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So, I have gotten my Juicebox running at it's max rating of 32 amps. According to the Juice Net web site it charges the car at 7.5 kW. (Typically 31.6 amps at 237 volts, assuming the Juicebox meters are correct.

The other night I was taking the dog out to her yard when I noticed a lot of noise coming from the Bolt. The Juicebox showed that it was still charging but the car said it was done. I pulled the power cable and the sounds stopped so I plugged it back in and shrugged it off.

Last night I again was taking the dog out and the Bolt was making noise, so this time I opened the hood. The A/C was running and the coolant loop for the power electronics was plugging away and the coolant was warm but not hot. While I was looking at things, it all stopped.

Now its a little warmer than it has been, it was about 90 when charging started and about 80 when I was checking it out. 7.5 kW is a lot of power to convert, so I can see the power electronics needing some cooling. But the A/C heat exchanger that cools the battery was active and quite cool. So was it needing to cool the battery? That doesn't seem right if the battery can charge at 50 kW that 7.5 would make it hot enough to need cooling.

Here is a chart of the charging session:

So, charging started at 6:00 and ran until about 9:50 at about 7.5 kW. Then it looks like the car stopped charging but continued to pull power until 10:15 or so. So for 25 minutes the car was pulling over 1.25 kW for dissipating heat from the charging. (The chart says that comes out to about 0.8 kWh, so not much financially.)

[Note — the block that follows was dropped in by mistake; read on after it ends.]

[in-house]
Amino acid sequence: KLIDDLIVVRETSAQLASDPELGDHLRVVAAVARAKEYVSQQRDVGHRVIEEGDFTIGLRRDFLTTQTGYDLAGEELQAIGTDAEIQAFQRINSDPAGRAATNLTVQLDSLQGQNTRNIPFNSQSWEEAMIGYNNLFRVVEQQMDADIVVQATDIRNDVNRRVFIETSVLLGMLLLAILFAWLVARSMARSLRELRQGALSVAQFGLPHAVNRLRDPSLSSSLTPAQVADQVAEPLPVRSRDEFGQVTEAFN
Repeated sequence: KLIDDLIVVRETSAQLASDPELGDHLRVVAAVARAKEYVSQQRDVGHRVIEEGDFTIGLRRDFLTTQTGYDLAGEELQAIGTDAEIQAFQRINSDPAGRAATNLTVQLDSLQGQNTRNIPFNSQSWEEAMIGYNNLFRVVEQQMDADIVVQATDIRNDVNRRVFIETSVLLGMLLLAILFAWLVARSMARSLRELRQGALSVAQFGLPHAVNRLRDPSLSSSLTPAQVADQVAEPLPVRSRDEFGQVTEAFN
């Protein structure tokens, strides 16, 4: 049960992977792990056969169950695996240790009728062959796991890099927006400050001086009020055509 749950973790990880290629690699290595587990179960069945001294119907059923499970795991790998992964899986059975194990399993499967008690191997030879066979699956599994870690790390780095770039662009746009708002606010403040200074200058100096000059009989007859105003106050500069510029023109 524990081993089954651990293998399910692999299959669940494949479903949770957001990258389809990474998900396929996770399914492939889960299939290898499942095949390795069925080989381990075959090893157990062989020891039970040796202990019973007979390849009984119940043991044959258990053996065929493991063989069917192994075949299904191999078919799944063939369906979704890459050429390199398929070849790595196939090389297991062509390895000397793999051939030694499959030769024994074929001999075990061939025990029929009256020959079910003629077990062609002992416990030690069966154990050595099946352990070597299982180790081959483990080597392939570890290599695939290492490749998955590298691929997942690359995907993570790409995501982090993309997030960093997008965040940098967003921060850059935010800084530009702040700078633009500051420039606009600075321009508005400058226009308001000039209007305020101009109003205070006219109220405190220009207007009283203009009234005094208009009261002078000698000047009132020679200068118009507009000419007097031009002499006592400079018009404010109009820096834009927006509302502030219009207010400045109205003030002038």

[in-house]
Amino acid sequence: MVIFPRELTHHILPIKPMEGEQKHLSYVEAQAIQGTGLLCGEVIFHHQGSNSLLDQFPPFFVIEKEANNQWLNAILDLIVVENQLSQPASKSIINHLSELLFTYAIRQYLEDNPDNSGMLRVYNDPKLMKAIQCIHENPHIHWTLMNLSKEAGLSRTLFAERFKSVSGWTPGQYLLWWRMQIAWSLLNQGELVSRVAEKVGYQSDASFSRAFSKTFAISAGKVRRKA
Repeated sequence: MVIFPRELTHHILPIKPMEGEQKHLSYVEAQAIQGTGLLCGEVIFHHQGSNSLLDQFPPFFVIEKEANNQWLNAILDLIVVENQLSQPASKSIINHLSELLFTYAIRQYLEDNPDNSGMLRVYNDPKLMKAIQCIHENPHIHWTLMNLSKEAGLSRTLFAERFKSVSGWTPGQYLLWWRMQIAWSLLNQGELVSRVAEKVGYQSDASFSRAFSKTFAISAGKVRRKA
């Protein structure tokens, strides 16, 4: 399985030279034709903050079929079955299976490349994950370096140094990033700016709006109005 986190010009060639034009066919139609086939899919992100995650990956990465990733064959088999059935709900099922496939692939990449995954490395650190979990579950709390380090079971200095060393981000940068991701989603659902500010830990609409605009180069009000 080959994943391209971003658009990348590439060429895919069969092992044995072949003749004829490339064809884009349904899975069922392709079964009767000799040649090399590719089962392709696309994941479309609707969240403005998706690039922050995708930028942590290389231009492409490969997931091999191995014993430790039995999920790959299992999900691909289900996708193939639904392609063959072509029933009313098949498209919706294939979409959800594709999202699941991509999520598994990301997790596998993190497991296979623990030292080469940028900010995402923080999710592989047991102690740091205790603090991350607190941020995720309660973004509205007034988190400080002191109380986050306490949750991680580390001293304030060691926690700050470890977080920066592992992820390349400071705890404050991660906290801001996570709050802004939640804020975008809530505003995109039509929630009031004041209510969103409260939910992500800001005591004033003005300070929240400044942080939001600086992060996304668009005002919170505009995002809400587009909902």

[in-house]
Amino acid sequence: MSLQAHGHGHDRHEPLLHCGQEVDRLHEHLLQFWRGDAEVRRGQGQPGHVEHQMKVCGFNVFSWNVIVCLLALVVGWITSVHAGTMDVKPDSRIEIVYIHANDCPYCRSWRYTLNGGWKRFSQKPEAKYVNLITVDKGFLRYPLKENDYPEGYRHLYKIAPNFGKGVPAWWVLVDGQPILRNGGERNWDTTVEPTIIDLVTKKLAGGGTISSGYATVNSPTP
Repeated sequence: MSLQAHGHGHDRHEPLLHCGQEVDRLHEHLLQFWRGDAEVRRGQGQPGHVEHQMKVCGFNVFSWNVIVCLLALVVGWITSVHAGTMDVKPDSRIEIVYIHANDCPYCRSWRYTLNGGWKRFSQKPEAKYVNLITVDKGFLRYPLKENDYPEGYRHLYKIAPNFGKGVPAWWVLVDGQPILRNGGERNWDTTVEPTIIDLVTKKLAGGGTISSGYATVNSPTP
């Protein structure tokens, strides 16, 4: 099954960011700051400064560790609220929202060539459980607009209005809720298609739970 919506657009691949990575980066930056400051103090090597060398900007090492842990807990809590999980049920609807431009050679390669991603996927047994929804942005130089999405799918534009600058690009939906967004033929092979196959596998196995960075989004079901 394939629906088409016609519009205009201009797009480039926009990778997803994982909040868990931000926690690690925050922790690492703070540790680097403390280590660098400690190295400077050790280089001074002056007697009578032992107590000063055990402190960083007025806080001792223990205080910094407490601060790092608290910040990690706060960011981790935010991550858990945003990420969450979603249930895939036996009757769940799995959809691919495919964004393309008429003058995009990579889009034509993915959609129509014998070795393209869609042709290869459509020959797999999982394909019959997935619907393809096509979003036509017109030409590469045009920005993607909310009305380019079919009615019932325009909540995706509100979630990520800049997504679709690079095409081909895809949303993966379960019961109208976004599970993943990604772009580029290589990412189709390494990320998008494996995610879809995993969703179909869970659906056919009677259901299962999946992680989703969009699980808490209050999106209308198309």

So here are the questions:

Is this expected?

Is the A/C running unexpected?

Should I lower the charge rate?

What do you guys think?
 

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Once the battery is done charging but the car is still plugged in, it will start cooling the electronics and battery. Unless necessary it won't do this while charging so as not to slow down the charge, but once the charge is complete the car will cool things down to a more optimal temperature with the wall power now available. When you pulled the plug that power was no longer available so the car stopped chilling things.
 

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2020 Chevy Bolt and all Tesla models owned by me and my family
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So, I have gotten my Juicebox running at it's max rating of 32 amps. According to the Juice Net web site it charges the car at 7.5 kW. (Typically 31.6 amps at 237 volts, assuming the Juicebox meters are correct.